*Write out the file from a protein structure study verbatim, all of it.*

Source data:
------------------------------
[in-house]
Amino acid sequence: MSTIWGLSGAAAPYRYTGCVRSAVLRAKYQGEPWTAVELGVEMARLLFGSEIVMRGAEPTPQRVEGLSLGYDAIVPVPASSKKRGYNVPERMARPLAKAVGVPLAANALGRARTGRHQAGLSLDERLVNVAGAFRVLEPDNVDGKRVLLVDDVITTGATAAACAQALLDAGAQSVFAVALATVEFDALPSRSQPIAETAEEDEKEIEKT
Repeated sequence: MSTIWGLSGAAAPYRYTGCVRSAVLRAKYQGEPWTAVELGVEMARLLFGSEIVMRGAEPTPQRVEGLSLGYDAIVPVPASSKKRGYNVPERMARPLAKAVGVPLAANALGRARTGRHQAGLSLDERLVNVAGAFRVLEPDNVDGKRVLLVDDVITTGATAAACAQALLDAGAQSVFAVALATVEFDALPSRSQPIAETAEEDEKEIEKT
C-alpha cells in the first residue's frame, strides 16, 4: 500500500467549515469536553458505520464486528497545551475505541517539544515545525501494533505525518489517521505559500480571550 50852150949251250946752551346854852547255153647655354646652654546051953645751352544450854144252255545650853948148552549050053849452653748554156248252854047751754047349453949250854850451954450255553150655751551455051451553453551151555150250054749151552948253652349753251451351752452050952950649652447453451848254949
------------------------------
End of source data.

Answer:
[in-house]
Amino acid sequence: MSTIWGLSGAAAPYRYTGCVRSAVLRAKYQGEPWTAVELGVEMARLLFGSEIVMRGAEPTPQRVEGLSLGYDAIVPVPASSKKRGYNVPERMARPLAKAVGVPLAANALGRARTGRHQAGLSLDERLVNVAGAFRVLEPDNVDGKRVLLVDDVITTGATAAACAQALLDAGAQSVFAVALATVEFDALPSRSQPIAETAEEDEKEIEKT
Repeated sequence: MSTIWGLSGAAAPYRYTGCVRSAVLRAKYQGEPWTAVELGVEMARLLFGSEIVMRGAEPTPQRVEGLSLGYDAIVPVPASSKKRGYNVPERMARPLAKAVGVPLAANALGRARTGRHQAGLSLDERLVNVAGAFRVLEPDNVDGKRVLLVDDVITTGATAAACAQALLDAGAQSVFAVALATVEFDALPSRSQPIAETAEEDEKEIEKT
C-alpha cells in the first residue's frame, strides 16, 4: 500500500467549515469536553458505520464486528497545551475505541517539544515545525501494533505525518489517521505559500480571550 50852150949251250946752551346854852547255153647655354646652654546051953645751352544450854144252255545650853948148552549050053849452653748554156248252854047751754047349453949250854850451954450255553150655751551455051451553453551151555150250054749151552948253652349753251451351752452050952950649652447453451848254949